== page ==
Movement sequencing in normal aging: speech, oro-facial, and finger movements.

Publication Type:

Journal Article


Age (Dordr), Volume 37, Issue 4, p.9813 (2015)


Adult, Age Factors, Aged, Aged, 80 and over, Aging, Face, Female, Fingers, Humans, Male, Middle Aged, Motor Activity, Psychomotor Performance, Reference Values, Speech, Young Adult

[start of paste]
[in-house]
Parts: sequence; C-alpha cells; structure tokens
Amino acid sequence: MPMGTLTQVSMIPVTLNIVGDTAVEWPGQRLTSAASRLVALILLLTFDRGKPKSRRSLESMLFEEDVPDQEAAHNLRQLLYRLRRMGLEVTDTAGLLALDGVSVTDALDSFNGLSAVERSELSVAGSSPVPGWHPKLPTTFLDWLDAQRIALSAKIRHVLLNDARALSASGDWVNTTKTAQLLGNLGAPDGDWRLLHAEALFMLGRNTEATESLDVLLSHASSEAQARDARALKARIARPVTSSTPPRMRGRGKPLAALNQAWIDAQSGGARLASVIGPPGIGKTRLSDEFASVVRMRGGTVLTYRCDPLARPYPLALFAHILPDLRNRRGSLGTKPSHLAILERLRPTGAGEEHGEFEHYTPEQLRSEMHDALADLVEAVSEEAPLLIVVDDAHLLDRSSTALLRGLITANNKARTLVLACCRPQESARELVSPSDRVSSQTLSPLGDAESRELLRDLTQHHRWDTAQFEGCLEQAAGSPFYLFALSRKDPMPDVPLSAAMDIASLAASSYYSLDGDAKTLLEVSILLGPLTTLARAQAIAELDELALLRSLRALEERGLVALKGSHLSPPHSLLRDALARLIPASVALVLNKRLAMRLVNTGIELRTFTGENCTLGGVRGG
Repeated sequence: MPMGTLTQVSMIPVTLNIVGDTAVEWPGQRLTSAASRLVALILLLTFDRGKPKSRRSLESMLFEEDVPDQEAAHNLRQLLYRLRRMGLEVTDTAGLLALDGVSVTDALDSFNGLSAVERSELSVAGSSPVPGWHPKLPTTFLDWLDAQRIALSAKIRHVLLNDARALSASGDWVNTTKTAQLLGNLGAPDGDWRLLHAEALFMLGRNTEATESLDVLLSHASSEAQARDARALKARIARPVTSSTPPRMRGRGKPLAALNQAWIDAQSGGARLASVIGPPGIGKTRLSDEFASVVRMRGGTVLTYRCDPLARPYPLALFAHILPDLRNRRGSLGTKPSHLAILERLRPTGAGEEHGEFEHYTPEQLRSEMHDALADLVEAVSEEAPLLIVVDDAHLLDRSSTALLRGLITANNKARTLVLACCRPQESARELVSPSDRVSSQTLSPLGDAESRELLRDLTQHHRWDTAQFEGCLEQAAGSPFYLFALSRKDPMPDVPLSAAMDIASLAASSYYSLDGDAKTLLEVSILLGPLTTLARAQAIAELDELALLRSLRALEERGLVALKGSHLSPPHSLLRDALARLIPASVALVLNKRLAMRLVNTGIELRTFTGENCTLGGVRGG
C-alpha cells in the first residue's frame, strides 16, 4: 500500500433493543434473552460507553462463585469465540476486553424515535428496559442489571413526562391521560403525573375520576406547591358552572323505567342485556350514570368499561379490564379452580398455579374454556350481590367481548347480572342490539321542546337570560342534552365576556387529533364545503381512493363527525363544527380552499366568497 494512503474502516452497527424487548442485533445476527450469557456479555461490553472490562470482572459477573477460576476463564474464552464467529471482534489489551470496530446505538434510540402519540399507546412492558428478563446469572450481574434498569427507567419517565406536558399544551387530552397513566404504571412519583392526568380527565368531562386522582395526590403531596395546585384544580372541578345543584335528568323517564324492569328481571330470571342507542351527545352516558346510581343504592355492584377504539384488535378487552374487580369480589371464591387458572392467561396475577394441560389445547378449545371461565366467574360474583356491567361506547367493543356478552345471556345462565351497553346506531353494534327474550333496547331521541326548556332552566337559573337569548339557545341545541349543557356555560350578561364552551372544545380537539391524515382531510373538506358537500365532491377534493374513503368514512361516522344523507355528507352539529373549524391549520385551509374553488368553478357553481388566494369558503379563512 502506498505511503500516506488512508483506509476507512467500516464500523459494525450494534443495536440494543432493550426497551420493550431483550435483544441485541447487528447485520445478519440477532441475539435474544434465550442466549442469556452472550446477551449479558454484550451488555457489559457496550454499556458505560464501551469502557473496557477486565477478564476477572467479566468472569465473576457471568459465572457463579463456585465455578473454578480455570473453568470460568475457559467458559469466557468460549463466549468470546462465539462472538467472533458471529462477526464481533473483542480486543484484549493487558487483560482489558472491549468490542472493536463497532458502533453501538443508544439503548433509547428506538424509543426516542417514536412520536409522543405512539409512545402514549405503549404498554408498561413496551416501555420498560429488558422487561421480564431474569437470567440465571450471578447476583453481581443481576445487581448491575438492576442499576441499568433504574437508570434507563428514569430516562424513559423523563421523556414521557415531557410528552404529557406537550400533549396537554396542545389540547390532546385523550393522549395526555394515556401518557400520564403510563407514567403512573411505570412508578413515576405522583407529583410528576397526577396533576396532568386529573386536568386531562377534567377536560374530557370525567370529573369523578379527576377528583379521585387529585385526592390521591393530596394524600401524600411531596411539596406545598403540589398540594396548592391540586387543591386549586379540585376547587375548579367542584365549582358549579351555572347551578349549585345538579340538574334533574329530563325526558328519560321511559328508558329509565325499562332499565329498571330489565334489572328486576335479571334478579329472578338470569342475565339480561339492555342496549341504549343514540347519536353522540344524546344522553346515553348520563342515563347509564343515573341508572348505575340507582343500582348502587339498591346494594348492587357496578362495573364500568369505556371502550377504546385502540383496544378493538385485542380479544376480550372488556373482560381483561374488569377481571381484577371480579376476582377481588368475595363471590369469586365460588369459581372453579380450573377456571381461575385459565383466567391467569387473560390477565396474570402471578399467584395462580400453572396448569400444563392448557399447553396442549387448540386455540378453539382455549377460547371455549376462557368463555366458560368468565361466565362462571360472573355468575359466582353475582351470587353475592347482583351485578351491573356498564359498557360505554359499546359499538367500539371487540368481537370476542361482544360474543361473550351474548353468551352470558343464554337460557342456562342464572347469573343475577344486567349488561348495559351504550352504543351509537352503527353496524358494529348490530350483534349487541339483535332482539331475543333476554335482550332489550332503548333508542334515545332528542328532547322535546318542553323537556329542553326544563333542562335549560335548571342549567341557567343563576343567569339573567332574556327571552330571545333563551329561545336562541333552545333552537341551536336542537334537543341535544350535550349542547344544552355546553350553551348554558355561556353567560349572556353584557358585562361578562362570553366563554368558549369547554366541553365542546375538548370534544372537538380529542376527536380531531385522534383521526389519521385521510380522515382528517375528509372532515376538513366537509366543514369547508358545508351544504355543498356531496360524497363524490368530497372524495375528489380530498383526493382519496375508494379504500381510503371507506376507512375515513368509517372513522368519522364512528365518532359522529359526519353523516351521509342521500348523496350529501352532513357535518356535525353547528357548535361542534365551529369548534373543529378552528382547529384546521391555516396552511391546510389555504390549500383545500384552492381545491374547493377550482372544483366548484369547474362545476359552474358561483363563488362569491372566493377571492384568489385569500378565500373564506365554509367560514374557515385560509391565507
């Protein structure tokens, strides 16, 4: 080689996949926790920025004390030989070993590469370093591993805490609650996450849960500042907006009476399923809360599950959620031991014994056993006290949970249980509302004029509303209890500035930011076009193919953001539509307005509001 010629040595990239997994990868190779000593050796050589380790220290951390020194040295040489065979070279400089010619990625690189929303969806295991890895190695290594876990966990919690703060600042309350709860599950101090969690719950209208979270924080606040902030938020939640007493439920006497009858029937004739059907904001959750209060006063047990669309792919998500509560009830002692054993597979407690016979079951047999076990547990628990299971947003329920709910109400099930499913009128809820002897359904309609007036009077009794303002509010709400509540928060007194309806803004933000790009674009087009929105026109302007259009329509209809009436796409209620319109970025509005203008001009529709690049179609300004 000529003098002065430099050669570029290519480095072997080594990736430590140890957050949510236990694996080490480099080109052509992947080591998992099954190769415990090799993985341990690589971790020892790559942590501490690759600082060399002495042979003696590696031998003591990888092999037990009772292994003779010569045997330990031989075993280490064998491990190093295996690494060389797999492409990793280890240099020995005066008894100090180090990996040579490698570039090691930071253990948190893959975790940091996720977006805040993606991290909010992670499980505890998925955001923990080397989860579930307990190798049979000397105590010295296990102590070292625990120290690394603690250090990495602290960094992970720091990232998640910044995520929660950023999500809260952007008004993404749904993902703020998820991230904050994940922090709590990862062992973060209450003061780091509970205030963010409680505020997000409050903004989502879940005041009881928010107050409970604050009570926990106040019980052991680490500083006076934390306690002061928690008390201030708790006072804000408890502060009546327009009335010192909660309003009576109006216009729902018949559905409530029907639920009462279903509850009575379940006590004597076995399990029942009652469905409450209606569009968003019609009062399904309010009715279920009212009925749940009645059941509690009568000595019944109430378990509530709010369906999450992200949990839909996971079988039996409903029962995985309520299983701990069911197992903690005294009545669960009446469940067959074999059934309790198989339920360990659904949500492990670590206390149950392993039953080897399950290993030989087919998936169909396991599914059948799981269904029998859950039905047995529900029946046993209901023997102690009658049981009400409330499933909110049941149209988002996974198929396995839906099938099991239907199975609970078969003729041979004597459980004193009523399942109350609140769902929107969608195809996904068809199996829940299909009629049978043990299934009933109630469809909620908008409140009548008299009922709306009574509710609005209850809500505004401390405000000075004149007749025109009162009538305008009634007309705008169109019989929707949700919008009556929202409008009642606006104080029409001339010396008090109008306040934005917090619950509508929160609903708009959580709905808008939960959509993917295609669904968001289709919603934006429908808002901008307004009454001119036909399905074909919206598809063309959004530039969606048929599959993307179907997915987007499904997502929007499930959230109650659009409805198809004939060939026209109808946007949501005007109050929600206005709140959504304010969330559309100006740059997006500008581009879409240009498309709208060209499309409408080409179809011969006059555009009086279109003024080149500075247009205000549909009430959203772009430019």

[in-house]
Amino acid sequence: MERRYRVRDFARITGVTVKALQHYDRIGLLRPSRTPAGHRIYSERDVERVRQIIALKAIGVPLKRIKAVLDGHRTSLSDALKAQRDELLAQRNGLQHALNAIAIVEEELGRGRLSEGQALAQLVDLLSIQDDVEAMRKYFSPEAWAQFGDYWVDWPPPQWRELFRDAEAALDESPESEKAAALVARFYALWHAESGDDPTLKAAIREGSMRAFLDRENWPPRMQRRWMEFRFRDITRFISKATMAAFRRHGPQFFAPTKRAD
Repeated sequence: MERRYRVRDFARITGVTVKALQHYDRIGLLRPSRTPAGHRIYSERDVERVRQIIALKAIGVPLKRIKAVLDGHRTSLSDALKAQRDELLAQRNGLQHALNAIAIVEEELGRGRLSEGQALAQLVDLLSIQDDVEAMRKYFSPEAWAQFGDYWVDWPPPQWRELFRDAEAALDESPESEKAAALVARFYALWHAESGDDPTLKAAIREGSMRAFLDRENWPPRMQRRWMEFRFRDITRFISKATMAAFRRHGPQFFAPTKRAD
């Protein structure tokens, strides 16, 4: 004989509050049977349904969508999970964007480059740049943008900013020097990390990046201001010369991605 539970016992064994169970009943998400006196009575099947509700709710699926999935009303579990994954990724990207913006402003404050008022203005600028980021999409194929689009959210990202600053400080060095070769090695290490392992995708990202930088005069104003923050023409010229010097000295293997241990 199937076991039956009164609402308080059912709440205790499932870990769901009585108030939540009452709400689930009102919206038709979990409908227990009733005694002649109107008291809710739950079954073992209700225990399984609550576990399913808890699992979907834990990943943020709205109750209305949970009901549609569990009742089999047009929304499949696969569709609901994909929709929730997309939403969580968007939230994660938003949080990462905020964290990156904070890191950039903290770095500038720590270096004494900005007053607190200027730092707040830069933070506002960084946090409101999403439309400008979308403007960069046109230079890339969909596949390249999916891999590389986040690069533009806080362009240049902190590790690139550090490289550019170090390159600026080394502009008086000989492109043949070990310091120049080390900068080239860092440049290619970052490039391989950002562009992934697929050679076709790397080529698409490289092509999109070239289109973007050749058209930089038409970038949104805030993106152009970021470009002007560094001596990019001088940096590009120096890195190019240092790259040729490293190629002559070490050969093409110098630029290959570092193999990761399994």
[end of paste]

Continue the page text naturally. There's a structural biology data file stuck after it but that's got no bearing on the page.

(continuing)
<p>The manner and extent to which normal aging affects the ability to speak are not fully understood. While age-related changes in voice fundamental frequency and intensity have been documented, changes affecting the planning and articulation of speech are less well understood. In the present study, 76 healthy, cognitively normal participants aged between 18 and 93 years old were asked to produce auditorily and visually triggered sequences of finely controlled movements (speech, oro-facial, and manual movement). These sequences of movements were either (1) simple, in which at least two of the three movements were the same, or (2) complex, in which three different movements were produced. For each of the resulting experimental condition, accuracy was calculated. The results show that, for speech and oro-facial movements, accuracy declined as a function of age and complexity. For these movements, the negative effect of complexity on performance accuracy increased with age. No aging or complexity effects were found for the manual movements on accuracy, but a significant slowing of movement was found, particularly for the complex sequences. These results demonstrate that there is a significant deterioration of fine motor control in normal aging across different response modalities.</p>

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